TRANSIT OF NW PASSAGE TO END OF 2014
The earliest traverse of the Northwest Passage was completed in 1853 but used sledges over the sea ice of the central part of Parry Channel. Subsequently the following 220 complete maritime transits of the Northwest Passage have been made to the end of the 2014 navigation season before winter began and the passage froze. These transits proceed to or from the Atlantic Ocean (Labrador Sea) in or out of the eastern approaches to the Canadian Arctic archipelago (Lancaster Sound or Foxe Basin) then the western approaches (McClure Strait or Amundsen Gulf), across the Beaufort Sea and Chukchi Sea of the Arctic Ocean, from or to the Pacific Ocean (Bering Sea) through the Bering Strait. The Arctic Circle is crossed near the beginning and the end of all transits unless they proceed to the west coast of Greenland.
ICE BEAR in TROUBLE
Pummelled by relentless wind and rain, the Chukchi Sea was churning with huge waves. After exploring Wrangel Island in the Russian High Arctic, I was in my cabin on the Heritage Expeditions ship, Professor Khromov, as we headed south toward the Siberian mainland. Suddenly, the voice of an excited Russian crew member blared on the ship’s intercom, “Polar bear! Swimming! Near ship! Port side!” I grabbed my camera and ran out on to the deck. Scanning the sea, I searched for a furry white head among the waves; I found nothing.
Coming to Terms with the Arctic
By melding ancient hunting traditions with modern political technique, Arctic indigenous peoples present a baffling challenge to environmental diplomacy. As the Arctic ecology itself begins to change, the need for a common understanding is growing increasingly urgent.
The Fast Changing Maritime Arctic
NASA researchers and the National Snow and Ice Data Center, University of Colorado at Boulder, reported that the area of the Arctic Ocean covered by sea ice on 12 September 2009 was the third lowest since satellite measurements began in 1979. While this area was larger than the re- cord minimum coverage observed in 2007 and the minimum area for 2008, it represents one of the smallest areas on record. Arctic sea-ice coverage has declined by nearly 12 percent each of the past three decades, for a remarkable total decrease of 34 percent.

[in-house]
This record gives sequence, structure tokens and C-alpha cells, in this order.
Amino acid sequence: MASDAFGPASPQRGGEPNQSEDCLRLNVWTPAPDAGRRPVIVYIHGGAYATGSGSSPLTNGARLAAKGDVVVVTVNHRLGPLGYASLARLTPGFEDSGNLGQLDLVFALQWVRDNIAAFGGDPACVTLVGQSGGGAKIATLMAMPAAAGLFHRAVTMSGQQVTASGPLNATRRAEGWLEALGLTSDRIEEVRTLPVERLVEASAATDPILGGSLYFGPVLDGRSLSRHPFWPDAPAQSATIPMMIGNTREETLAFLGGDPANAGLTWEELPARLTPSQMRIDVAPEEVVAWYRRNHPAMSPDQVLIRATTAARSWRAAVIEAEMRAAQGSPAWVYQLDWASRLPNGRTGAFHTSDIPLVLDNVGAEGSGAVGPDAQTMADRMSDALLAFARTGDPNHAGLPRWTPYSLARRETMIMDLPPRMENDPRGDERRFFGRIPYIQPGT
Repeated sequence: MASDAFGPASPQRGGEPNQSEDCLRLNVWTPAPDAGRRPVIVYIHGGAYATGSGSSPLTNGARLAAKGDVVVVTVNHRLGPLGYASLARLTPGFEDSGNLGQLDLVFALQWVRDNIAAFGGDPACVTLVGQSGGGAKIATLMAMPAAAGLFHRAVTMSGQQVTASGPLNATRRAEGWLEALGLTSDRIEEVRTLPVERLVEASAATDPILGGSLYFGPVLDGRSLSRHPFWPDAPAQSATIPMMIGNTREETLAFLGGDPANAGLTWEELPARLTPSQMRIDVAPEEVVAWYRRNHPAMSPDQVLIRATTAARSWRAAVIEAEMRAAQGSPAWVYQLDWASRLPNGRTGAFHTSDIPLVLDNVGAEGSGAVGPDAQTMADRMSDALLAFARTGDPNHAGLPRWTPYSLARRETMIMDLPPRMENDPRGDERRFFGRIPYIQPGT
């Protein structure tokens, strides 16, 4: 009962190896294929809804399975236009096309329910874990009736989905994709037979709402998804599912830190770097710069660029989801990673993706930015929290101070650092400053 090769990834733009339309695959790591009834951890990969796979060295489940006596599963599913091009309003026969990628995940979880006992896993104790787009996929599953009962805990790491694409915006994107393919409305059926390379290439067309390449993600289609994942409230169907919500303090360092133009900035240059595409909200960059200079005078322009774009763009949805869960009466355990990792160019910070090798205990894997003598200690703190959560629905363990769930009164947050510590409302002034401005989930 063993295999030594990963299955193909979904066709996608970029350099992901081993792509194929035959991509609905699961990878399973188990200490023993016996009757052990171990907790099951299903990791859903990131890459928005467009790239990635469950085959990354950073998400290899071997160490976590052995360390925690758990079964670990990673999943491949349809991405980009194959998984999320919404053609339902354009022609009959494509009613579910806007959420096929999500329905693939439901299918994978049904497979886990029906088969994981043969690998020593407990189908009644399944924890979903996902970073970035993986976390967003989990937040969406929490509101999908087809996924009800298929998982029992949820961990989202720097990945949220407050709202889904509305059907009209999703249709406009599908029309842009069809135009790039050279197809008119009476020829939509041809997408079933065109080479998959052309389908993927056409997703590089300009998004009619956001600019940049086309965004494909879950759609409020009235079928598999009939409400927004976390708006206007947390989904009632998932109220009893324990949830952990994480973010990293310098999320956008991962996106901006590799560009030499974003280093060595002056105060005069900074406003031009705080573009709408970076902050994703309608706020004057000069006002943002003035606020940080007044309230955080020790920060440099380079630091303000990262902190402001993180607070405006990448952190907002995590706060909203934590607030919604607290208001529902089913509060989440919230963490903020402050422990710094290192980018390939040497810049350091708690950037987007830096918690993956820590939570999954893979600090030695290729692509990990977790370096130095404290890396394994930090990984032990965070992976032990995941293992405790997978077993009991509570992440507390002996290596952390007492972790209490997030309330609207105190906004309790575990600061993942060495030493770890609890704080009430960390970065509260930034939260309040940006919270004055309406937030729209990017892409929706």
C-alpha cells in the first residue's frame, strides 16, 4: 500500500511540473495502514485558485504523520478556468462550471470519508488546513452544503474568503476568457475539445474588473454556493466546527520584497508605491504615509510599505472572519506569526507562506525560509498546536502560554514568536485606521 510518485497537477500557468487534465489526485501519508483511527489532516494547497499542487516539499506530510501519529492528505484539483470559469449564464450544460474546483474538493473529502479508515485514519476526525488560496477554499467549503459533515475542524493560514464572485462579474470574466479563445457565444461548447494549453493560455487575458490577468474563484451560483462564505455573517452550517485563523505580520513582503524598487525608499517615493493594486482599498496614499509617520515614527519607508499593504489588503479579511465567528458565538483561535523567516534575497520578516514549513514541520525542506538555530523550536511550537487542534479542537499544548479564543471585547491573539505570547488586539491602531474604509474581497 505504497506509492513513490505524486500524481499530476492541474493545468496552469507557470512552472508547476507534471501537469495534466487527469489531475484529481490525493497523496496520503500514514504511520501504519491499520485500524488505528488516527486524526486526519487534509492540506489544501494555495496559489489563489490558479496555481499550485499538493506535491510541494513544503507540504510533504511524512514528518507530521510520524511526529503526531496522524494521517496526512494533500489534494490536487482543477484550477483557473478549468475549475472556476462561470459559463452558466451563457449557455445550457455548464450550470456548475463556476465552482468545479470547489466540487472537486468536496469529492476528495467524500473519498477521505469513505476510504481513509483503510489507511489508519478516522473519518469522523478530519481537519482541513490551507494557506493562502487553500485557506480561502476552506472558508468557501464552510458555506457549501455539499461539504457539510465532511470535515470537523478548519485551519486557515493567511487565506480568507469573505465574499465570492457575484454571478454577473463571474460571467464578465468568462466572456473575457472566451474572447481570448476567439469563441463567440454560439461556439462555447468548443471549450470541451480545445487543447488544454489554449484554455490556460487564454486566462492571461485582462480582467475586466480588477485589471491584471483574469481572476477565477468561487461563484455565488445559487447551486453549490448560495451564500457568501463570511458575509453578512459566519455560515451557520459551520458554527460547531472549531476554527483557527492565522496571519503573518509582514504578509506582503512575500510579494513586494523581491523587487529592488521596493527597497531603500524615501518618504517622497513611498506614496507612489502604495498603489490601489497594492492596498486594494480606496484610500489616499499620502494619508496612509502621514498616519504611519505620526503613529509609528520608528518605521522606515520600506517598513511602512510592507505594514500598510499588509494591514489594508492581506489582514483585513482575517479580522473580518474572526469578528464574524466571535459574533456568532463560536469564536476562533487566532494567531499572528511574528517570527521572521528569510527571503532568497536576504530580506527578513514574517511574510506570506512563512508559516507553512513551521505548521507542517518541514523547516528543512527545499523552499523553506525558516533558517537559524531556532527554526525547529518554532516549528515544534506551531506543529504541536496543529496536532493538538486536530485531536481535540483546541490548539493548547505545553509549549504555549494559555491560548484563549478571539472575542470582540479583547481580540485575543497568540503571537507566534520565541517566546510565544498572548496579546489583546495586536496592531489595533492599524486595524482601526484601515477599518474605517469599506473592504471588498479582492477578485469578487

AMSA Workshop Report, December 2010
The topic for this workshop report, the Arctic Council’s Arctic Marine Shipping Assessment (AMSA), came about because of the April 2009 release of the AMSA 2009 Report. AMSA has clear policy implications for the Arctic and the global maritime industry, and UArctic and UAF recognized the relevance of these issues to the mission of IACP. Nearly seventy experts from Canada, China, Denmark, Japan, Norway, the United Kingdom and the United States participated; participants included representatives from the Arctic states, non-governmental organizations, indigenous groups, marine companies, maritime organizations, and academic institutions.
AMSA Security Brief, DNAK, January 2011
AMSA is a message by the Arctic states to the world with a framework to address the many, complex challenges of protecting Arctic people and the environment in an era of expanding use of the Arctic Ocean.
The AMSA 2009 Report is a key Arctic Council report and policy document, not a scientific assessment, although some elements of the report are based on the most recent scientific research especially those related to environmental impacts. AMSA is appropriately much broader than science and includes such topics as geography, law of the sea, scenarios of the future, marine infrastructure, globalization of the Arctic, indigenous viewpoints, natural resource development, and other practical issues of Arctic marine navigation; 96 findings were outlined in the assessment.